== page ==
Spirit Quest - Spaceship earth


Spirit Quest

While keeping an eye on threats from outer space
we should attend to plagues aboard spaceship earth
By The Rev. Dr. Hanns F. Skoutajan
True North Perspective

Missed again!

On Tuesday, November 8, an asteroid, 2005 yu55, a black, unfriendly hulk of rock, passed harmlessly by our living planet. It was described as being the size of an aircraft carrier or two football fields — popular ways, it seems, of parlaying the enormity of objects.

It was very big and moving very fast. Contact with such an object would  be quite dramatic and traumatic. How big was the asteroid that 65 million years ago in the Jurassic age, tilted the world, causing climate change which latter is something our present day dinosaurs deny?

Ray Williamson, director of Secure World Foundation, has  said that this planet Earth is “a sitting duck for a cosmic shooting gallery.” All sorts of debris are wheeling around in space, the manmade and the celestial. Doubtless sometime in the future there will happen an unforgettable rendezvous. If every day as you rise you say to yourself that this is my last day, then someday you will be dead right.

We are told that there are no global plans to deal with such a catastrophe. It has been suggested that zapping them with nuclear rays might help, however, in all likelihood it would merely break the rock into many smaller, nevertheless leathal ordnance. Astronomers have mapped space and numbered many of the objects, asteroids, comets and other visitors from beyond and their trajectories, malignant or benign. But that’s about it. What else is there to do? you ask.

“For every evil under the sun there is a remedy or there is none.

If there is one, try and find it,

If there is none, never mind it,” so a familiar nursery rhyme.

We are told that for the time being, my lifetime whatever its extent may be, we, I, am safe. 2028, 99 years from my birth, is the projected revisit of yu55. I am secure, but perhaps not my dust. It will be “blowing in the wind.”

We are about to enter the season of Christmas, if advertisers are any indication. If you are a Christian you are looking to the season of Advent, a time of preparation for the celebration of the Incarnation. One of the familiar nativity stories, myths, I suppose, has to do with the appearance of a star that guided the wise men to the place of the Messiah’s birth.

Biblical research has questioned the star story, the wise men’s visit as well as the locality and circumstances of the birth narratives. In all likelihood, if Mark’s Gospel, the first and least embellished account, is to be taken at its word, then Jesus was not born in Bethlehem but in Nazareth, a few hours drive north, depending on the demeanor of the Isaeli guards at numerous checkpoint on the way.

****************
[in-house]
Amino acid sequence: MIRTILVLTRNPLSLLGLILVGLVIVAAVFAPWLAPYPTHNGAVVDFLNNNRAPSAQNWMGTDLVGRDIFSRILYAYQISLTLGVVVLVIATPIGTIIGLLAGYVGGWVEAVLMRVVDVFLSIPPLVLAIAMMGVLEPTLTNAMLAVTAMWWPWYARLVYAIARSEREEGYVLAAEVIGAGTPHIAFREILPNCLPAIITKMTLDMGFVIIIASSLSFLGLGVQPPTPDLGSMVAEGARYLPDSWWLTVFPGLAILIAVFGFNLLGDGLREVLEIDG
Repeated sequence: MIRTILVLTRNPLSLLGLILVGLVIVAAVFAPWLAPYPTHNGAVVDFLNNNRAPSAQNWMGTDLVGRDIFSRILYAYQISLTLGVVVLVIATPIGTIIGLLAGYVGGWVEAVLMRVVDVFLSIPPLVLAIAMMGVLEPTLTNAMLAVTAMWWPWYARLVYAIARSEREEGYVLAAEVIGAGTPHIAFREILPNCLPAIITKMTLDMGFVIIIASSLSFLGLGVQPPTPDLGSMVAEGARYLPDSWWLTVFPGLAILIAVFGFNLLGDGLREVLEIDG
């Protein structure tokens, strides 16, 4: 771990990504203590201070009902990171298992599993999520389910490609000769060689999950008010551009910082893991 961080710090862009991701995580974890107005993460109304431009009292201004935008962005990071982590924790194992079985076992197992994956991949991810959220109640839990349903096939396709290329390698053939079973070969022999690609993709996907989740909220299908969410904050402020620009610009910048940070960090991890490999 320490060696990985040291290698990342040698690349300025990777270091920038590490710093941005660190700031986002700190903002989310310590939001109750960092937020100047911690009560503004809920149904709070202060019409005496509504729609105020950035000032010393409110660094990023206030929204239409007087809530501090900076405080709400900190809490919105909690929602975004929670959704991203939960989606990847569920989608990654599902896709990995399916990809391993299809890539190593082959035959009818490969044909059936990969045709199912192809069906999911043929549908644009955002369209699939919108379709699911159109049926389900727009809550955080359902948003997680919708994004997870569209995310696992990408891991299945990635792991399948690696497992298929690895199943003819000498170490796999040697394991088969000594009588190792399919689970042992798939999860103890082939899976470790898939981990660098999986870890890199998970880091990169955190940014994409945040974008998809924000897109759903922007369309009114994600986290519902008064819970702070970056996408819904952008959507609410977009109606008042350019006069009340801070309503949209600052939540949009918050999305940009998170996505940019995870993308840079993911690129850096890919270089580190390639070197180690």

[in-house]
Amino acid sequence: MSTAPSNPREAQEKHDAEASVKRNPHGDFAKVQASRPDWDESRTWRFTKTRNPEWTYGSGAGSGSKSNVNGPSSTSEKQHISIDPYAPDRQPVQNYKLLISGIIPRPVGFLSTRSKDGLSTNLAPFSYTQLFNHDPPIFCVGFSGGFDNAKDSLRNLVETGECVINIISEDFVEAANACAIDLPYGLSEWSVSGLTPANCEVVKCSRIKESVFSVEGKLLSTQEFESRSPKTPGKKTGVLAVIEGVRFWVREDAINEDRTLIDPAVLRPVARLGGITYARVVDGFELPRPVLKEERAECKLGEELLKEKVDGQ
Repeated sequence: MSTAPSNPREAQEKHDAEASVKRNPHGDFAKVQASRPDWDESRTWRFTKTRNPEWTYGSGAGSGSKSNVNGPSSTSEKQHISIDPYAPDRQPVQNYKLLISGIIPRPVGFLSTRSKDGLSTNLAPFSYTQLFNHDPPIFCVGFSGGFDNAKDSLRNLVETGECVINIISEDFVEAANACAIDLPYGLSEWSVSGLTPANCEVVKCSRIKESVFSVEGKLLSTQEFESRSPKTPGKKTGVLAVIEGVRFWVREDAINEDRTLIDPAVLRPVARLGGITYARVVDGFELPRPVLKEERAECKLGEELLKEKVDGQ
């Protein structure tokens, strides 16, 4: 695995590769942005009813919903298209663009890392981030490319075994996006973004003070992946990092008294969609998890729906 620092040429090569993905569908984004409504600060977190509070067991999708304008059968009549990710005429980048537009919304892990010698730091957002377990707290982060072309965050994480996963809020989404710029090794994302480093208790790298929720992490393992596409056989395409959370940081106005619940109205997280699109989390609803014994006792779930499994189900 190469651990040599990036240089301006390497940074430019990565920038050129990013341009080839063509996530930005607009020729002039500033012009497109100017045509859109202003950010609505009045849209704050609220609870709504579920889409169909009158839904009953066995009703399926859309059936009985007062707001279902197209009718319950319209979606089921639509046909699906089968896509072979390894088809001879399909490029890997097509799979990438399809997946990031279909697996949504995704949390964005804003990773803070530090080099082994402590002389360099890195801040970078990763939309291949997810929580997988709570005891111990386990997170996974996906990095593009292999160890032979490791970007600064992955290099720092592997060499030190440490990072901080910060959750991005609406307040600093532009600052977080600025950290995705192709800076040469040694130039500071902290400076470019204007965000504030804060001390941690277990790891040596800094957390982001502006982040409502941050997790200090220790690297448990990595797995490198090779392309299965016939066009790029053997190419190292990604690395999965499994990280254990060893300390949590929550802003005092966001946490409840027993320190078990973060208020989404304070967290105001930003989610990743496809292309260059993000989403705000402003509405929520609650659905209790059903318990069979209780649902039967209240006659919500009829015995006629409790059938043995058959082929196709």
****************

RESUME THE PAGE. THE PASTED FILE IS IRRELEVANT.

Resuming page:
Myths however, are not useless or just entertaining works of fiction. They have a purpose and a message. Thus the star story has as much significance as the star dust whose particles may in fact outsize ball parks or aircraft carriers.

What it all says to me is that our mortality and that of our home base is temporal. That temporal  nature needs to affect the way we live. We are fellow passengers  on this small craft. We desperately need wise men to guide us.

The passengers of that doomed airliner on 9/11 streaking toward the White House, took things in their own hands. “Let’s roll!” became an oft repeated expression.  They did so on behalf of all passengers on board, to no avail, unfortunately, except to save the presidential palace. There were no individual advantages to be gained by their actions. They knew they lived and died together.

Unfortunately our fellow passengers on Spaceship Earth are not of that mind. Whether or not we can devise a plan to save humanity and creation from cosmic invaders, it is imperative that we plan together to protect life on board — all life.

Many still seem to live in a state of denial — no global warming, depletion of resources, no overcrowding even at 7 billion passengers, no financial problems that a hefty bailout cannot solve.  Most of the G20 nations seem of that mind, certainly the government that a minority of Canadians elected last May does.

We continue to be persuaded that the crumbs falling (trickling) from the table are sufficient for all the other 99%, and that a rising tide will lift all boats even if most aren’t seaworthy.

The song, “A star, a star, dancing in the night, with a tail as big as a kite,” needs to remind us of our universal frailty, but also that our hope rests in that universality, that only together can we do things that may not ward off celestial visitors, but deal with the plagues that threaten all humankind on board. So, “Let's Roll!” The Spirit beckons.

Hanns F Skoutajan

SQ 19/11/11

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